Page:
I don’t think two days is enough time for city staff to produce documents and so on for public viewing considering how busy they are, but I think the current 10 days is too long. I’m in favor of producing documents for viewing within five working days.

I don’t like the fact that the people on Measure N’s compliance commission would be randomly chosen (names drawn out of a hat). That’s not quite so random, because certain segments of the political scene in Dixon could flood “the hat” with candidates, biasing the selection. On the other hand, I don’t want the city council selecting the commission, because they would tend to choose people who were loyal to them and their interests. I don’t have an answer to this problem. You would want educated people serving on it without an axe to grind.

Measure N is a very comprehensive and broad document, which contains a long laundry list of transparency requirements. A lot of work and review went into creating it, but I believe that it was created in a bit of a vacuum. More effort might’ve been put into getting local feedback from all quarters on its provisions and effects before finalizing it.

I think that its authors assumed broad grassroots support for it, but they didn’t realize that certain portions of it would be open to attack.

On the other hand, I think that the involvement of the prospective movie studio concerning this issue has a certain fishy smell about it. Dixon will be just fine with or without a movie studio.

If Measure N fails to pass in the upcoming election, there will still be a positive result. Citizens have become better informed about the need for transparency, and will not accept being shut out.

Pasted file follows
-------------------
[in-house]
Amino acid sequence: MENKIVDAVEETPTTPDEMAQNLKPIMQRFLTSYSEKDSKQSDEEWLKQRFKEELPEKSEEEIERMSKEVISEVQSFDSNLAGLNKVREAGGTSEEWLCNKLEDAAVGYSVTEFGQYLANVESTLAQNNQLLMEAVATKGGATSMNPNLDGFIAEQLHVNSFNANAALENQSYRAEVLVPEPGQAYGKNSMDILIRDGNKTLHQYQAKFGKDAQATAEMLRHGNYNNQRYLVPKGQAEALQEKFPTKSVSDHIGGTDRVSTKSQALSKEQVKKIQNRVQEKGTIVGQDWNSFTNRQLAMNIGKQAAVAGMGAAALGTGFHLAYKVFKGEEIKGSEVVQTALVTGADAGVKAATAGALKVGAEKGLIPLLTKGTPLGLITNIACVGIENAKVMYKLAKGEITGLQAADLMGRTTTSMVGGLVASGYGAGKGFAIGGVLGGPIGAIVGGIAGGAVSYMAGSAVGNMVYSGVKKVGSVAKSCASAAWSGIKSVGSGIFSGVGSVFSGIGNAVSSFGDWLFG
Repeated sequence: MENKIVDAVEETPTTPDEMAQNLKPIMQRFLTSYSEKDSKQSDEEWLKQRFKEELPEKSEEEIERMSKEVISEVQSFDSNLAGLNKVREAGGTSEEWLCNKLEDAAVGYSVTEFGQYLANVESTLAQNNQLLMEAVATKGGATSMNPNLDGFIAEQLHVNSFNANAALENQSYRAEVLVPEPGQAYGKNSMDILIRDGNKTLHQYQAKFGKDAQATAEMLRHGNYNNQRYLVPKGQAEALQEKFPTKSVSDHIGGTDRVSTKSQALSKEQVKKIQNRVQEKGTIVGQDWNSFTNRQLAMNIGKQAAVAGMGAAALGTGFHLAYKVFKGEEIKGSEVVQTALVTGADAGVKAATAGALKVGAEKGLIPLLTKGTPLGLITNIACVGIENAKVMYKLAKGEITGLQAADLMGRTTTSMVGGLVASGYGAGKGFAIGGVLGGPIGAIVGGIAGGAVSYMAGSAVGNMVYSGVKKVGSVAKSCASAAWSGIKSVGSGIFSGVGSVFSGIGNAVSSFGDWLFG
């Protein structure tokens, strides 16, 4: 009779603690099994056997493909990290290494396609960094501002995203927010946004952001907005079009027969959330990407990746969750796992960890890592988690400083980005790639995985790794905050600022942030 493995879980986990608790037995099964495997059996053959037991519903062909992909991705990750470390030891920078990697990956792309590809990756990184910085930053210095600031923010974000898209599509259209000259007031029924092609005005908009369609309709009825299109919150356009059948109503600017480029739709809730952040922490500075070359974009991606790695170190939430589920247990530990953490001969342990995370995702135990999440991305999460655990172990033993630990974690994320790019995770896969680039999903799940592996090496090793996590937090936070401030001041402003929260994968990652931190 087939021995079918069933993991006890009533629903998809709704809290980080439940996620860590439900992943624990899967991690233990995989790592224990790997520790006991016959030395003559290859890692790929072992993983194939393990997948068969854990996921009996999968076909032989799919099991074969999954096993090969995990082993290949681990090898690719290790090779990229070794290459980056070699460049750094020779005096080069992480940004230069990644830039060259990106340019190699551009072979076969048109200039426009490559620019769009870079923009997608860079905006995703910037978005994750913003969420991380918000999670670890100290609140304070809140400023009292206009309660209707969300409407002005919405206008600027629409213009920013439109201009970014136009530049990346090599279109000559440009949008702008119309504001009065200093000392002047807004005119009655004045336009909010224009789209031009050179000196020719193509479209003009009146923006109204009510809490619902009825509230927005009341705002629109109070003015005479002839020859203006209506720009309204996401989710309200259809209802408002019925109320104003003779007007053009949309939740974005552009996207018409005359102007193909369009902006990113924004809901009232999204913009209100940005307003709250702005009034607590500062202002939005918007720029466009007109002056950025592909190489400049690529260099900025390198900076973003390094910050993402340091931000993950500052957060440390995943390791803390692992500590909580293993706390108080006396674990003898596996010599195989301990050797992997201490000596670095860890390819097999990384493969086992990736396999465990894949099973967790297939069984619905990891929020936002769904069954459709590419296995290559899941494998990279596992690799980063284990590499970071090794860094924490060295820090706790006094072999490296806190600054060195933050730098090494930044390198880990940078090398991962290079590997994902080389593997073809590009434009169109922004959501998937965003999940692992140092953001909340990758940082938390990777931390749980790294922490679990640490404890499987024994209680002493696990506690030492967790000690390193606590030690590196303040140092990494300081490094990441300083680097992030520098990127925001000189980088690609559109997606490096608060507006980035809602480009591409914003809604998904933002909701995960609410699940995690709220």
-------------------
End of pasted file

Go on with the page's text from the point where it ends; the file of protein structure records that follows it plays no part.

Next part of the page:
For example, the other day I was in city hall looking at some architectural plans for a city project. A staffer stood by to make sure I didn’t run off with them, and I asked if I could photograph several pages. I was told, “No, because they’re copyrighted. We’d have to have permission from the architect.” I went home and researched copyrights on the Internet and found that this particular set of plans wasn’t covered by copyright (also, I thought that Dixon had paid for the work, so it should have ownership rights). I so informed the staffer later on, directing him to a government Web site, and obtained the right to photograph.

When I had first come in, he had made a comment about not needing a Measure N to see the plans. So you can see there are nuances to transparency!

This post is contributed by a community member. The views expressed in this blog are those of the author and do not necessarily reflect those of Patch Media Corporation. Everyone is welcome to submit a post to Patch. If you'd like to post a blog, go here to get started.

Bil Paul October 15, 2012 at 04:36 PM
Actually, it appeared that someone had picked up my IV newspaper and kept tearing it up and dropping it in pieces in the gutter as they walked further down the sidewalk.
Bil Paul October 15, 2012 at 05:04 PM
Susan Salmons -- I would like to read any reports prepared by the city attorney or other hired consultants providing an analysis of Measure N. Are they on the city's web site -- or elsewhere? I checked the city's Web site and couldn't find anything.
Susan Salmons October 15, 2012 at 05:22 PM
It was done by an outside consultant. City Council meeting of 8/28, agenda item #11.2 "Impact Analysis".
Randy Davis October 15, 2012 at 06:36 PM
I'm sorry, but the photo and story are much to do about nothing. Maybe it was done by kids with no knowledge of Measure N or perhaps done by those favoring Measure N to try and make Measure N opponents look bad. Unless you know, there is no story here.
Gary Erwin October 15, 2012 at 06:51 PM
And that is why it's a "Blog" and not a story written by staff member. Anyone can sign up and become a blogger. Sometimes the blogs are great and sometimes they fall flat... The great thing is that Bil has the freedom to write what is on his mind. It is up to us to read it and come to our own conclusions.